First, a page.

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Education is About Cutting and Polishing Rough Diamonds


“Your father was killed in front of your eyes, your mother was sent to the death camps. You were a mere seven and a half years old when you were sent to Buchenwald…you survived alone. What motivated you to push forward and excel to the point that you are chief rabbi of Israel?”

This was Fidel Castro’s question to Rabbi Israel Meir Lau in their 1994 meeting.

“My father left a living will with my brother to instill in me a strong sense of accountability,” answered Rabbi Lau, “I was the 38th generation in a line of rabbis…this sense of commitment and obligation pushed me to continue on.”

In the delivery ward, every child looks alike. So pure, yet so rough – like an uncut diamond. No one is born polished; indeed, education is about cutting and polishing rough diamonds. Sometimes, the process hurts – there’s some scraping and it isn’t all that comfortable, but it is only through this process that the diamond’s brilliance is revealed.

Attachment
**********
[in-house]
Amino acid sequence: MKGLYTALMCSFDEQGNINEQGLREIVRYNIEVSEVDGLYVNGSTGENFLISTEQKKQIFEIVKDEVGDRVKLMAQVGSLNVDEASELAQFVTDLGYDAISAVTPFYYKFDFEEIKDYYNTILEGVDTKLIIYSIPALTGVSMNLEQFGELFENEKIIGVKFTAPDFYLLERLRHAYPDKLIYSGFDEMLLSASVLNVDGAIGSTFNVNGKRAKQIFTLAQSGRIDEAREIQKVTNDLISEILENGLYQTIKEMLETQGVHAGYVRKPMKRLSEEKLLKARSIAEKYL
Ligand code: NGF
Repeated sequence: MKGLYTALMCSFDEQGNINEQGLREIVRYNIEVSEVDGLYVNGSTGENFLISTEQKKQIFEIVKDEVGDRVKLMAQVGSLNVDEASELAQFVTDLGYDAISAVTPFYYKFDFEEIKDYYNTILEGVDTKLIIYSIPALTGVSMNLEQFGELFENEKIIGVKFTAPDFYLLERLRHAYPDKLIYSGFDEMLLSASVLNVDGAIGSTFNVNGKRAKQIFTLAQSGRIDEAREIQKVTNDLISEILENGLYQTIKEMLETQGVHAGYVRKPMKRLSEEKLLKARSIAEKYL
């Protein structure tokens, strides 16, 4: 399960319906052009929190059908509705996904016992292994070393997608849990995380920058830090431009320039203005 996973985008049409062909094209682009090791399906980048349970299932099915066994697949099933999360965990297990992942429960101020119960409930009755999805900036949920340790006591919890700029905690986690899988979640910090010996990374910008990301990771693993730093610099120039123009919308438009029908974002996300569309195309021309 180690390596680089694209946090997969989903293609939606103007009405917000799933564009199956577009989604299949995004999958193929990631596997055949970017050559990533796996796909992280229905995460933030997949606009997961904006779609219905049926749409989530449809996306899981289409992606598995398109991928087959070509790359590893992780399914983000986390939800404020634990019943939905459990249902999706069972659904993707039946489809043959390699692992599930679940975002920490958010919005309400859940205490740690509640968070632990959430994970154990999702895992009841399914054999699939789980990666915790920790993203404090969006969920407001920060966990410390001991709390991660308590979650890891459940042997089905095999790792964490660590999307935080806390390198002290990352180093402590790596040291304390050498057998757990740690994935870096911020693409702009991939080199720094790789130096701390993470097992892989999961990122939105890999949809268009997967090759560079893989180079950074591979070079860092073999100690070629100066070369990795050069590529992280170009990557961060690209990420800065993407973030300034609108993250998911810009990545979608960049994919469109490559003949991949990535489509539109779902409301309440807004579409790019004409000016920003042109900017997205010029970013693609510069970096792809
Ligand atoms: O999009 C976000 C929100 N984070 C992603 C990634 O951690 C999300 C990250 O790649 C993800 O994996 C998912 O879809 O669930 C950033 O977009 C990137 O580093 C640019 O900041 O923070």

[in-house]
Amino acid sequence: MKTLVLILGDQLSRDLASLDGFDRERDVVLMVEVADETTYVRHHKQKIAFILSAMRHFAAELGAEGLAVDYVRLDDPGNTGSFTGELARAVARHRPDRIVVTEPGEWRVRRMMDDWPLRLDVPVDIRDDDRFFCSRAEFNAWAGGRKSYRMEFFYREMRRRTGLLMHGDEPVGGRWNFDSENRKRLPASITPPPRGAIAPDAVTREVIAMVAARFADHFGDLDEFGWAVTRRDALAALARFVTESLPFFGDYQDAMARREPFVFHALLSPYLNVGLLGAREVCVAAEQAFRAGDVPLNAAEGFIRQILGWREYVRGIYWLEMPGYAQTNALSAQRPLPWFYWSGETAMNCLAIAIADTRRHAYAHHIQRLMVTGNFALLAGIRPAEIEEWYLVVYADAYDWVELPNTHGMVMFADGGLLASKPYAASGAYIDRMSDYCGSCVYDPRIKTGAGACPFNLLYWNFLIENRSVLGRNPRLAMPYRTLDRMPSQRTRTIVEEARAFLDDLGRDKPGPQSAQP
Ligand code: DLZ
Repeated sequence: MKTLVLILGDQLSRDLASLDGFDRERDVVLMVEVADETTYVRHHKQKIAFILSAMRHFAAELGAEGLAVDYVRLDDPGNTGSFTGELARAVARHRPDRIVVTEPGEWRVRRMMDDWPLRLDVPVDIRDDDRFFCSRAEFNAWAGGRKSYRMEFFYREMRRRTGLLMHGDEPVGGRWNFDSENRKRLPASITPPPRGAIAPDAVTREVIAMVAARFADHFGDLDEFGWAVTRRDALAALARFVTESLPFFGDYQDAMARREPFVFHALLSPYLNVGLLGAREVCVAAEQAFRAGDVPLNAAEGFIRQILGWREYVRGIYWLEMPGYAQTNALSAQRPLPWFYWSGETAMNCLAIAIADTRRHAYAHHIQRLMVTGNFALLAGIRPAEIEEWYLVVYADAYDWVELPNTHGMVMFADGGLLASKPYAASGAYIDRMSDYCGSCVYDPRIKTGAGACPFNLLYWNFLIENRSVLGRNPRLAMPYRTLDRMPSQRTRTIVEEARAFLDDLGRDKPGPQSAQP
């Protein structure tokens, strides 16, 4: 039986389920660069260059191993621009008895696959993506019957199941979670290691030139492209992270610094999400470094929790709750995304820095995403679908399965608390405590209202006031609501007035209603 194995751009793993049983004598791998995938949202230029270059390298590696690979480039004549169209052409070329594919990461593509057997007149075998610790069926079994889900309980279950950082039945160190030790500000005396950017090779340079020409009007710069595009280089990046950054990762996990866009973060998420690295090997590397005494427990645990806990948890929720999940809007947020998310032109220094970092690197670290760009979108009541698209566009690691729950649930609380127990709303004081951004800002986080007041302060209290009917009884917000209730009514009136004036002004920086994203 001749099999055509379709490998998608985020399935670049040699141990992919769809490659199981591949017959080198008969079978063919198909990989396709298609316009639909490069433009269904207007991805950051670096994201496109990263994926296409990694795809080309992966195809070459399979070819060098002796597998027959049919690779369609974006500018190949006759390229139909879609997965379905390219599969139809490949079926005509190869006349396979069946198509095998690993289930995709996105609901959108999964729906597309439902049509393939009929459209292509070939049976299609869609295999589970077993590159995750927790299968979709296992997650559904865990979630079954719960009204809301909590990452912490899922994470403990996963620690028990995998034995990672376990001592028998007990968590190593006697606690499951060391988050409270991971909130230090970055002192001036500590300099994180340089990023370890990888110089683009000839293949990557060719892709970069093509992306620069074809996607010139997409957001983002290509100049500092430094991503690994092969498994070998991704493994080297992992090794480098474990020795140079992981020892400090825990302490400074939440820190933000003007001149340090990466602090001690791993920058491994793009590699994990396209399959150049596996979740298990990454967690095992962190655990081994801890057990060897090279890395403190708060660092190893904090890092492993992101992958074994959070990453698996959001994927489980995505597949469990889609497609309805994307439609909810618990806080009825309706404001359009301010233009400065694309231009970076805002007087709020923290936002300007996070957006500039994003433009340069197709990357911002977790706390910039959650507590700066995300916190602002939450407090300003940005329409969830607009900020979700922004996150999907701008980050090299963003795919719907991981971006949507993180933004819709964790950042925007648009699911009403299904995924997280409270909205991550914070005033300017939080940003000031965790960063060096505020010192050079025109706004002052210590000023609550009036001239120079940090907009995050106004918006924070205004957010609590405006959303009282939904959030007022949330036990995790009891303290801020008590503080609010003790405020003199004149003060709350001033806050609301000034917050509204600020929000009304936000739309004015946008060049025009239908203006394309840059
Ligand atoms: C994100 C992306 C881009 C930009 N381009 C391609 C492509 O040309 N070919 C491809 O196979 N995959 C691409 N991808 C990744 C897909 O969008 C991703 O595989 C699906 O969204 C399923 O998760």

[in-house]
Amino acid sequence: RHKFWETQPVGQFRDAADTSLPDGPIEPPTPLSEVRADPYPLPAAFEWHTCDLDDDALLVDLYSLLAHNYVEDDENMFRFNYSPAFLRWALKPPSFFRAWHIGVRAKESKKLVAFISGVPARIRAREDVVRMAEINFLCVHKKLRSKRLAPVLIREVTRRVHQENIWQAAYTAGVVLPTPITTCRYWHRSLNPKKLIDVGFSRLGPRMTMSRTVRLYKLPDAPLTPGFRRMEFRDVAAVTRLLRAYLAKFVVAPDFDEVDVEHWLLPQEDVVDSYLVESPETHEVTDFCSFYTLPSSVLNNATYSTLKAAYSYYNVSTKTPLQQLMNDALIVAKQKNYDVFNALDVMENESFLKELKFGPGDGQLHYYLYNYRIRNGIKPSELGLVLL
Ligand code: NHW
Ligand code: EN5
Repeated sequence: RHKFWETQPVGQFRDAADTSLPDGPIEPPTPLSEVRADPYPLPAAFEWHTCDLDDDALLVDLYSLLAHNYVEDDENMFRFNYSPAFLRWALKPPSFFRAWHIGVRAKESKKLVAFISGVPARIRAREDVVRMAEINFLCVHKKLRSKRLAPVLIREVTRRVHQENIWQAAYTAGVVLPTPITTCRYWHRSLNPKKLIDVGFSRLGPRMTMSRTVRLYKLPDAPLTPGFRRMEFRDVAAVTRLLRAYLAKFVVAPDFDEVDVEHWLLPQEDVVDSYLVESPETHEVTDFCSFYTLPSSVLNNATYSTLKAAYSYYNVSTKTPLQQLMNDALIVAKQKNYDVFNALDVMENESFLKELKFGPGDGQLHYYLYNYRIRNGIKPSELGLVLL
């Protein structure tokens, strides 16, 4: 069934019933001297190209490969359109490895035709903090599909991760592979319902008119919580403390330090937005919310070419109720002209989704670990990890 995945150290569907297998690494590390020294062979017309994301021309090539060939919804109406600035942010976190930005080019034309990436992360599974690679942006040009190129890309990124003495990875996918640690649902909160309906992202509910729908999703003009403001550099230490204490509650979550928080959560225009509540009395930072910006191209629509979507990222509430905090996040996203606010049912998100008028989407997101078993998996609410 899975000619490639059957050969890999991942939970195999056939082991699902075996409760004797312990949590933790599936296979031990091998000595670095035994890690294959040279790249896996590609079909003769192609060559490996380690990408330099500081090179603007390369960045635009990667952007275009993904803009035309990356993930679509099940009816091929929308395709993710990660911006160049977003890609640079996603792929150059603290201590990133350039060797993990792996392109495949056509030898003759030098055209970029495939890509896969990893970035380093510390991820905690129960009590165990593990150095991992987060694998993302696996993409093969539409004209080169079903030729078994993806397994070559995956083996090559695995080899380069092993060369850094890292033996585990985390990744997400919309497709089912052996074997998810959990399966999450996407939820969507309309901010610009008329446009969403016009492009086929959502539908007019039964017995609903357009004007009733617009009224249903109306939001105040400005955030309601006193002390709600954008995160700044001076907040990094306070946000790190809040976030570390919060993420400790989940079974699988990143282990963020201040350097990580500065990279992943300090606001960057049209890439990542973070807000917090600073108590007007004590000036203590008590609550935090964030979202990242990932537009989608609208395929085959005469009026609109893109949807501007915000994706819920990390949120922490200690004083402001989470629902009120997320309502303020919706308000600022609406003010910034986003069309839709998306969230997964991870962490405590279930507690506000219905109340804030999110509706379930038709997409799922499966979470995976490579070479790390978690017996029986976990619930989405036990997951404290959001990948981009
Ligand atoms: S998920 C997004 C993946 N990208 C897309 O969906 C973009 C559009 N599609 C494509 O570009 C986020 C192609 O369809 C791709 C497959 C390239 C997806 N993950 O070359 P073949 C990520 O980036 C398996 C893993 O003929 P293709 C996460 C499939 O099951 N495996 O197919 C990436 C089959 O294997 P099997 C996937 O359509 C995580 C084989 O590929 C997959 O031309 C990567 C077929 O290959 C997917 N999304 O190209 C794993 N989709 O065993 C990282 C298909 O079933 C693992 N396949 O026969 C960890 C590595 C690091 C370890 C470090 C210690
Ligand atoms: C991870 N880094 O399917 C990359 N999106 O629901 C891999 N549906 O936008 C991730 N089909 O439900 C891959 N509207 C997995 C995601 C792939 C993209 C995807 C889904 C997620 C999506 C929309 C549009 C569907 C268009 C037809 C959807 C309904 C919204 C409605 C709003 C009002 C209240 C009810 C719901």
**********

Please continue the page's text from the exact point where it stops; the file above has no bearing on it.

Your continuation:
G-d creates potential. And He entrusts us – parents and educators – to do the polishing. Neglecting to polish our diamonds is passive abuse of our children.

It may sound enlightened to claim, “I’ll let them decide when they grow up”. But the world doesn’t educate. Greatness doesn’t grow by accident. If Rabbi Lau’s family had simply “let him decide”, where would he be today?

Remaining undecided is letting others decide for you.

Don’t get distracted by the noise, dust, and mess. Remember, each and every one of us is an unpolished diamond. G-d entrusted us with the power of deciding when to polish our diamond. Why wait? Make those tough decisions now! The world is waiting for you to shine your G-d given gift.

Shabbat Shalom
Rabbi Mendy